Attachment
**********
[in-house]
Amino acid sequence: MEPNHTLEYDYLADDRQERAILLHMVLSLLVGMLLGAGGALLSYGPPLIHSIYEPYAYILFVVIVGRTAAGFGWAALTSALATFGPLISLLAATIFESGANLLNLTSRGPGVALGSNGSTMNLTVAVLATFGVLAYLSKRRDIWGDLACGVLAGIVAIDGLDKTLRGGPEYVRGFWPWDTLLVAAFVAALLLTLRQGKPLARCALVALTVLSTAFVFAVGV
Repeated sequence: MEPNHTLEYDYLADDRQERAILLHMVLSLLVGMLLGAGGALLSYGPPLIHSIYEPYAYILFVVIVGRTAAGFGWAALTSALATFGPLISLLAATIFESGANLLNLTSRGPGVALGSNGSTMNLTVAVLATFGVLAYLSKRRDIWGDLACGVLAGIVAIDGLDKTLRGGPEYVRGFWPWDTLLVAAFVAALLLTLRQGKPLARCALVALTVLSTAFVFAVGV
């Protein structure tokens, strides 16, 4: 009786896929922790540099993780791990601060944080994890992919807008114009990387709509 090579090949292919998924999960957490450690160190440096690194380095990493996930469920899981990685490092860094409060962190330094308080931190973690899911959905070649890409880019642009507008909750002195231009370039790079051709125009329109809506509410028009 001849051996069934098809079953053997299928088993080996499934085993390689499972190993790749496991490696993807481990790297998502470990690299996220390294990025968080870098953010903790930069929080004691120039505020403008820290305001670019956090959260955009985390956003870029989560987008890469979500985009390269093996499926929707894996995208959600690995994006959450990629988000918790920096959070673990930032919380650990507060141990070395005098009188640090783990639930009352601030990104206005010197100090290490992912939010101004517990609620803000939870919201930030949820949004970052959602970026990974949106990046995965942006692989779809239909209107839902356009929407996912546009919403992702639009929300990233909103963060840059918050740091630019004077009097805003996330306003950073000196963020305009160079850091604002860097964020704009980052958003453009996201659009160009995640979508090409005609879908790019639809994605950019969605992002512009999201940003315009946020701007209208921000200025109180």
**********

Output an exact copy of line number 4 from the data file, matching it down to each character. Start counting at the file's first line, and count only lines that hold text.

């Protein structure tokens, strides 16, 4: 009786896929922790540099993780791990601060944080994890992919807008114009990387709509 090579090949292919998924999960957490450690160190440096690194380095990493996930469920899981990685490092860094409060962190330094308080931190973690899911959905070649890409880019642009507008909750002195231009370039790079051709125009329109809506509410028009 001849051996069934098809079953053997299928088993080996499934085993390689499972190993790749496991490696993807481990790297998502470990690299996220390294990025968080870098953010903790930069929080004691120039505020403008820290305001670019956090959260955009985390956003870029989560987008890469979500985009390269093996499926929707894996995208959600690995994006959450990629988000918790920096959070673990930032919380650990507060141990070395005098009188640090783990639930009352601030990104206005010197100090290490992912939010101004517990609620803000939870919201930030949820949004970052959602970026990974949106990046995965942006692989779809239909209107839902356009929407996912546009919403992702639009929300990233909103963060840059918050740091630019004077009097805003996330306003950073000196963020305009160079850091604002860097964020704009980052958003453009996201659009160009995640979508090409005609879908790019639809994605950019969605992002512009999201940003315009946020701007209208921000200025109180």